When I first came to Colorado, I was living in the San Luis Valley.  These were some great farmers markets.  Garlic, onions, potatoes, even some osha sprinkled into the mix.  When I was younger, I was involved with an apprenticeship in Laramie, WY at Elk Mountain Herbs.  I learned about herbs of the mountain west.  Herbs that grow in between 7,000 and 9,000 feet.  Yarrow, nettle, redroot, Oregon grape root, bedstraw, curlycup gumweed, plantain, black cohosh root, wormwood, elderberry.  I had a kitchen drawer full of dried herbs that I would combine into a daily tea or tonic as its called in the herb world.  Tonics are preventative medicine with tinctures serving for more acute illness.  I stopped at the farmers market in Alamosa, CO to talk a bit to a farmer about osha.  He realized its value and I felt as if I found someone who understood the distinct healing properties of whole plants.

The ranch in Elk Mountain had received a grant from the USDA to grow osha commercially and when I took my apprenticeship I was also in a magazine writing class.  I decided to write about the curative properties of osha, although the story was never published because osha has an endangered distinction due to being over-picked around herbs schools of the southwest.  In simple terms, osha helps regenerate the cilia within lungs.  Its best taken when you feel a cold or respiratory illness coming on.  A tincture can be made, or the roots can be chewed on.   Usually, the herb causes coughing right away and tastes of strong celery.  I interviewed Michael Moore, a very talented herbalist who has since passed, outside Reeds bar one night on the phone.  He talked about how osha was so special in the southwest it could be traded for money, gas, etc.  Since I’ve moved to Pagosa Springs, not quite as many folks know about the value of osha or more likely I’ve not met these folks yet.

During my apprenticeship learning about the medicinal aspects of herbs, we also learned about the magical properties.  Yarrow and dandelion were deemed “desert island” herbs that could be used for many purposes.  We learned catchphrases like “eat them, don’t weed them” or “research causes cancer in rats.”  I think what I liked best about this course is that I felt I was becoming more in charge of my own health.  I was noticing what herbs grew on my hikes around southeast Wyoming and collected nettles taller than my 6 foot frame at Elk Mountain Ranch in Wyoming. This stuff felt accessible and much of what we knew about these herbs was collected from indigenous cultures—American Indians, Latino/a’s.   During the course, a medicine bundle was found in Arizona assumed to be 500 years old containing osha.  Ligusticum porteri.  Strong enough medicine to be worn around the neck in a bundle for healing and good fortune.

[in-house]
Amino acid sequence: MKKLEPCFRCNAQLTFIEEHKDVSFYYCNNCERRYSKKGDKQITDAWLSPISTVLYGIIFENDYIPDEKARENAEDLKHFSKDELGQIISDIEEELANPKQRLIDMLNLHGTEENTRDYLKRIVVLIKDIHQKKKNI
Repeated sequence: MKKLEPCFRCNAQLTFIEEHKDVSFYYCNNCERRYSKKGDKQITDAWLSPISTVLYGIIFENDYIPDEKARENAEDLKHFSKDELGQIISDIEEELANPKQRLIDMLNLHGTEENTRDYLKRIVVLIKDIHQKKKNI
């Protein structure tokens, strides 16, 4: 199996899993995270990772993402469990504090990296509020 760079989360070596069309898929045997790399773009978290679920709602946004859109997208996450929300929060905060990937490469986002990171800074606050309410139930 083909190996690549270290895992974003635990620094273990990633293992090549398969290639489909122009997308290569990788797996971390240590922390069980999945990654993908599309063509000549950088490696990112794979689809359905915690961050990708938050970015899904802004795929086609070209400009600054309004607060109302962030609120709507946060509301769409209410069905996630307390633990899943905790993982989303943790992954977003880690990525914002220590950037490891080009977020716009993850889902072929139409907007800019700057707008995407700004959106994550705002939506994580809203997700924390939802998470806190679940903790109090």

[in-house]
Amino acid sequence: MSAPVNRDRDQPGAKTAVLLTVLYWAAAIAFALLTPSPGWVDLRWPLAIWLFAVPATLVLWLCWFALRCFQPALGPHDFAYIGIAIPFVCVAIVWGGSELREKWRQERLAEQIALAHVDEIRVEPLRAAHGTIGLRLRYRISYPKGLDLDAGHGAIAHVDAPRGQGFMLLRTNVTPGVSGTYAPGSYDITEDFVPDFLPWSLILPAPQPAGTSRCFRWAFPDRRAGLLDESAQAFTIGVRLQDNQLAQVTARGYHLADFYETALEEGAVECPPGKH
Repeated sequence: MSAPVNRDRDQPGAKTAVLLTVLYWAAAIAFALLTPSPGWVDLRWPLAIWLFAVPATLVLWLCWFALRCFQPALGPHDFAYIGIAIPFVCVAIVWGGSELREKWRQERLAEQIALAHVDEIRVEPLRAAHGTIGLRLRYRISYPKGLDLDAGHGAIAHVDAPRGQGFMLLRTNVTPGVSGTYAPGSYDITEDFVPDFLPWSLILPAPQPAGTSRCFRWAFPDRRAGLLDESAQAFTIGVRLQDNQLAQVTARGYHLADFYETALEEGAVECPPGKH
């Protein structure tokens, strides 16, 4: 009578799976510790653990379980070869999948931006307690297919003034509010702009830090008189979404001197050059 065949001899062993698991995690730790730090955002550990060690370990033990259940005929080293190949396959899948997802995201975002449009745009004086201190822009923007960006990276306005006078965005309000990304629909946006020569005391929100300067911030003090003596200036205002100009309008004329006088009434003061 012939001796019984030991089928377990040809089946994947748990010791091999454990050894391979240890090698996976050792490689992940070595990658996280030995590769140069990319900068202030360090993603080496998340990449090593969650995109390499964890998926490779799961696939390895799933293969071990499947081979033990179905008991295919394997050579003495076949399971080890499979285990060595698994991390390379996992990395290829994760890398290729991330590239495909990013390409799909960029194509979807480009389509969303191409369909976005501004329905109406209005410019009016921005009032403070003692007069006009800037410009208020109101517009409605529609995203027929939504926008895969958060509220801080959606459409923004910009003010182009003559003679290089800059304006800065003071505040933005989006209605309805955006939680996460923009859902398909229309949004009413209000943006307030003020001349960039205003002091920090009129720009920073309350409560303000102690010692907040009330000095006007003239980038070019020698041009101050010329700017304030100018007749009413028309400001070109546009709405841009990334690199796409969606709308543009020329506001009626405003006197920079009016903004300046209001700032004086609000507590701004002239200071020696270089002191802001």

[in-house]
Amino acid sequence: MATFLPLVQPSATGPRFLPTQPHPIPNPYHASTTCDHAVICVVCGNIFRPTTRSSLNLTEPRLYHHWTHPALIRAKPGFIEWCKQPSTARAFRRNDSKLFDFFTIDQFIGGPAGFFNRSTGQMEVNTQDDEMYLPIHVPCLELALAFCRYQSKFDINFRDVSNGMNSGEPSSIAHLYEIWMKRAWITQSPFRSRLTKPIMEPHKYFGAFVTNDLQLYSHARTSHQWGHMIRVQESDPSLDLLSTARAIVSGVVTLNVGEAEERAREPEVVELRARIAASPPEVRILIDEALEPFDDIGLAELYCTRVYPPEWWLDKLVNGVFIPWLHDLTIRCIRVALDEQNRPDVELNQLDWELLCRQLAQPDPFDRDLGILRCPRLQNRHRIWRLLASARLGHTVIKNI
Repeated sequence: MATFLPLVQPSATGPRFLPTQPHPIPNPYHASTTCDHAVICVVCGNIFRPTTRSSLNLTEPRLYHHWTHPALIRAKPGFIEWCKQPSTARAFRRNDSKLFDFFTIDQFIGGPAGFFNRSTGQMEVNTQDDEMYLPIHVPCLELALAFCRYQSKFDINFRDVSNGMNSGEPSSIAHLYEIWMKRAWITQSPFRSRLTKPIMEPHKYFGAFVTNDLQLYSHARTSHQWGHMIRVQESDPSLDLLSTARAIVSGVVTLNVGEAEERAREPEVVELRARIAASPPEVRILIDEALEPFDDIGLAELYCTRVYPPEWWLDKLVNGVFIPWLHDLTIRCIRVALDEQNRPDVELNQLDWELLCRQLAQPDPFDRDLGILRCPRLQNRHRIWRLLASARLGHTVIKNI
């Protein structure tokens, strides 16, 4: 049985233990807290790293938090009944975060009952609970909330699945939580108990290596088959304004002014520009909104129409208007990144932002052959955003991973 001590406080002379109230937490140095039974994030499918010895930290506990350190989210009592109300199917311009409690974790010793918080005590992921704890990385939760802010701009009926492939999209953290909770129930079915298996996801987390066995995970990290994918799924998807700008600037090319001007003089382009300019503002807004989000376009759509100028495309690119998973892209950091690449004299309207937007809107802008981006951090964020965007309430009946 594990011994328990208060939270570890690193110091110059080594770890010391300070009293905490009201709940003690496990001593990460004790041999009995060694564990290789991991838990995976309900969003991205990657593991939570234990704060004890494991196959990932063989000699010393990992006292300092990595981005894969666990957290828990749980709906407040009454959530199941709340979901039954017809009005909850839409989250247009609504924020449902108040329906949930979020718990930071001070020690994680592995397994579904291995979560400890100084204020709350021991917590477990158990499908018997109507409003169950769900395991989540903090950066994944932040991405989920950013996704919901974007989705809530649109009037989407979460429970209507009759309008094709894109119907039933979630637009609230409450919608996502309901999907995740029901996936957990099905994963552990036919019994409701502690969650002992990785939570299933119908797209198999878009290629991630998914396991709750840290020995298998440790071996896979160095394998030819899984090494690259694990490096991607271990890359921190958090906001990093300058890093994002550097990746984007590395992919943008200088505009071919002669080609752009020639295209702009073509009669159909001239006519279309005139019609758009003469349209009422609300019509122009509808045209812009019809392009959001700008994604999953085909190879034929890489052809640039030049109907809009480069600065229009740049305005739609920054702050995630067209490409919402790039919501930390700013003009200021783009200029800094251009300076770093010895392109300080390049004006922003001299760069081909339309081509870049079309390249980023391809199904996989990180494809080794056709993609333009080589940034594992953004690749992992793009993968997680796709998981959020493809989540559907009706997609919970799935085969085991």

What does all this mean for gardening, organic farming, foraging? For me, it meant I could learn to produce or find my own medicine and food.  It meant that I could take a hike and have even more purpose taking and giving from the forest diving into permaculture before I had even heard of the word.  I’ve only recently started growing plants and herbs and wonder why I haven’t tried this before.  But then I stop and remember that I’ve got to meet myself where I am.  The cost of organic gardening is more than just the $100 of seedlings in my garden.  Its learning how to grow, harvest, cook, having the mental energy to prepare a meal.  I’m a straddler of social classes, forever aware of my debt yet forever aware of my privilege.  I know about herbs.  I have space for a garden.  I can buy osha, or I can trade my goods and services.

To me, food justice means empowering folks through knowledge.  And the best part about this knowledge is that it can feed the mind, the body, the spirit.  I’ve sprinkled elderberries around my home for protection, picked yarrow in big open fields, hung bundles of nettle in sheds to dry.  I have cut up my cucumbers and ate them with yellow pungent sprigs of dill.  Growing my garden has rekindled my interest in herbalism.  And now I’m on a project to leverage folks in Pagosa Springs to start talking about how to reclaim our food, reclaim our plants, get out of the isles of the grocery store and into the isles of nature.  I’m just not sure yet how to do this—I’m weary of talking with folks who already have power.  I feel that some of these organic farms run by young privileged kids is another example of cultural appropriation.  But how do I explain this?  How do I both celebrate and challenge what we are doing?  I do what I know and I write a blog that goes in all directions and begin to name what I think helps—knowledge of herbs.  Knowledge of plants.  I can “Robin Hood” this information and start to share what I know, redistribute my social currency.  Food justice can start right here in my heart.

“From the depth of need and despair, people can work together, can organize themselves to solve their own problems and fill their own needs with dignity and strength.”

Cesar Chavez

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the remaking of life